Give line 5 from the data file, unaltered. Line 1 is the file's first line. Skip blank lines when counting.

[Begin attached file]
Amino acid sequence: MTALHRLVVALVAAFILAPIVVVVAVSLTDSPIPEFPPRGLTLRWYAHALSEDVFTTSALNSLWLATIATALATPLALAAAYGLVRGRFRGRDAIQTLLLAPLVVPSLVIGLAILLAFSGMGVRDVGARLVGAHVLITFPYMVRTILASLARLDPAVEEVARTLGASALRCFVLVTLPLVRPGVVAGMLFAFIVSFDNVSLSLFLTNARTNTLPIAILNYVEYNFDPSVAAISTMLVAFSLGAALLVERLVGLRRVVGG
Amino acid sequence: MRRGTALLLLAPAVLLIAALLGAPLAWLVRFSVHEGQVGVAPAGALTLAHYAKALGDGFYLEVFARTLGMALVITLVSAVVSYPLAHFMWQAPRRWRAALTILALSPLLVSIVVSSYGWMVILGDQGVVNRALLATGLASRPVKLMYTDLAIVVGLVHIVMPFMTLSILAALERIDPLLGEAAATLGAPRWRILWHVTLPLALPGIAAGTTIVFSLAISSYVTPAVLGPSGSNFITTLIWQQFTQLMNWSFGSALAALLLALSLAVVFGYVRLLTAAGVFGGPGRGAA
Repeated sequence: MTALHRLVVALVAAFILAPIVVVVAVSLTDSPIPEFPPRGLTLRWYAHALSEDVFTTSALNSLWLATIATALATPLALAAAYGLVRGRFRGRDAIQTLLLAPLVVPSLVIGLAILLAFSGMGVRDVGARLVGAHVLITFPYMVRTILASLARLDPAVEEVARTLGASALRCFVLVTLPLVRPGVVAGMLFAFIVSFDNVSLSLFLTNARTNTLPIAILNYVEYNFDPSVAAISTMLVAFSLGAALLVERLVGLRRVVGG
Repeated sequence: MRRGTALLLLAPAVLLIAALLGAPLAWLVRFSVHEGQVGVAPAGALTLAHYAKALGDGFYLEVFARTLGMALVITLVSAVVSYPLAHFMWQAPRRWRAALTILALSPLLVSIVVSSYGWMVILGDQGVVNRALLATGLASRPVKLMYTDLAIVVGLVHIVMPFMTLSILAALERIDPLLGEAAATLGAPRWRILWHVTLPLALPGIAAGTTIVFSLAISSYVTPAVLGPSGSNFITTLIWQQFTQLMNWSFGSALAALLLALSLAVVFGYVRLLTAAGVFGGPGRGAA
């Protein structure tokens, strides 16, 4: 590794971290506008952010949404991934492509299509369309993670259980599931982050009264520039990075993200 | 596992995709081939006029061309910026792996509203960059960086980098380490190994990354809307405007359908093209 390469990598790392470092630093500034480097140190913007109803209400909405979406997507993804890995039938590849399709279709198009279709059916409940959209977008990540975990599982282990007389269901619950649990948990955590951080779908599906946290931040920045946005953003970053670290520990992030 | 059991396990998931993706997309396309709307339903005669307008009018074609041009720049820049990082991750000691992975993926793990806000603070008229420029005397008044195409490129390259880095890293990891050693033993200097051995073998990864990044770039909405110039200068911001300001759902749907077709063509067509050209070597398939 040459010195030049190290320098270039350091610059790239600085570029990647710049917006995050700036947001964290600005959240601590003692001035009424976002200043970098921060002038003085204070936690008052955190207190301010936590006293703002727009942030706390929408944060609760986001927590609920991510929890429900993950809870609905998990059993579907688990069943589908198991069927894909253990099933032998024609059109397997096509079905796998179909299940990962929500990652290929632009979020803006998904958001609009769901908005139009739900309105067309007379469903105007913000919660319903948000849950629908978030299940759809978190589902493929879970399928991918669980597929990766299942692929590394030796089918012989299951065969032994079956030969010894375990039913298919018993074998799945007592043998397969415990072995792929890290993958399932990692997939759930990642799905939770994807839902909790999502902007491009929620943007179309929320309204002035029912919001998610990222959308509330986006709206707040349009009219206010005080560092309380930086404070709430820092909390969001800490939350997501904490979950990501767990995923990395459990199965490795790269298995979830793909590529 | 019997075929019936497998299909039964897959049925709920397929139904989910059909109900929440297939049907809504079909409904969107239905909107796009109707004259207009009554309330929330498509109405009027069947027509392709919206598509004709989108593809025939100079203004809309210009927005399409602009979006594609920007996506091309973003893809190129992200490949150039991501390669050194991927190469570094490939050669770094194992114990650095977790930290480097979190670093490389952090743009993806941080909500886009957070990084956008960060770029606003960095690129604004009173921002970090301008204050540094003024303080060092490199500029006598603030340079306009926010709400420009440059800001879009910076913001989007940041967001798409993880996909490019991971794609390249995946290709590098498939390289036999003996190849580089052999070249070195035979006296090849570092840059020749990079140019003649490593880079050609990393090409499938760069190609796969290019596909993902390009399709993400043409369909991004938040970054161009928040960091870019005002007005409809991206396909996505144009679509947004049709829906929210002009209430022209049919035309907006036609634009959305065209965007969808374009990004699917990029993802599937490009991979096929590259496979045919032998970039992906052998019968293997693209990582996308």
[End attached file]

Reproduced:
């Protein structure tokens, strides 16, 4: 590794971290506008952010949404991934492509299509369309993670259980599931982050009264520039990075993200 | 596992995709081939006029061309910026792996509203960059960086980098380490190994990354809307405007359908093209 390469990598790392470092630093500034480097140190913007109803209400909405979406997507993804890995039938590849399709279709198009279709059916409940959209977008990540975990599982282990007389269901619950649990948990955590951080779908599906946290931040920045946005953003970053670290520990992030 | 059991396990998931993706997309396309709307339903005669307008009018074609041009720049820049990082991750000691992975993926793990806000603070008229420029005397008044195409490129390259880095890293990891050693033993200097051995073998990864990044770039909405110039200068911001300001759902749907077709063509067509050209070597398939 040459010195030049190290320098270039350091610059790239600085570029990647710049917006995050700036947001964290600005959240601590003692001035009424976002200043970098921060002038003085204070936690008052955190207190301010936590006293703002727009942030706390929408944060609760986001927590609920991510929890429900993950809870609905998990059993579907688990069943589908198991069927894909253990099933032998024609059109397997096509079905796998179909299940990962929500990652290929632009979020803006998904958001609009769901908005139009739900309105067309007379469903105007913000919660319903948000849950629908978030299940759809978190589902493929879970399928991918669980597929990766299942692929590394030796089918012989299951065969032994079956030969010894375990039913298919018993074998799945007592043998397969415990072995792929890290993958399932990692997939759930990642799905939770994807839902909790999502902007491009929620943007179309929320309204002035029912919001998610990222959308509330986006709206707040349009009219206010005080560092309380930086404070709430820092909390969001800490939350997501904490979950990501767990995923990395459990199965490795790269298995979830793909590529 | 019997075929019936497998299909039964897959049925709920397929139904989910059909109900929440297939049907809504079909409904969107239905909107796009109707004259207009009554309330929330498509109405009027069947027509392709919206598509004709989108593809025939100079203004809309210009927005399409602009979006594609920007996506091309973003893809190129992200490949150039991501390669050194991927190469570094490939050669770094194992114990650095977790930290480097979190670093490389952090743009993806941080909500886009957070990084956008960060770029606003960095690129604004009173921002970090301008204050540094003024303080060092490199500029006598603030340079306009926010709400420009440059800001879009910076913001989007940041967001798409993880996909490019991971794609390249995946290709590098498939390289036999003996190849580089052999070249070195035979006296090849570092840059020749990079140019003649490593880079050609990393090409499938760069190609796969290019596909993902390009399709993400043409369909991004938040970054161009928040960091870019005002007005409809991206396909996505144009679509947004049709829906929210002009209430022209049919035309907006036609634009959305065209965007969808374009990004699917990029993802599937490009991979096929590259496979045919032998970039992906052998019968293997693209990582996308």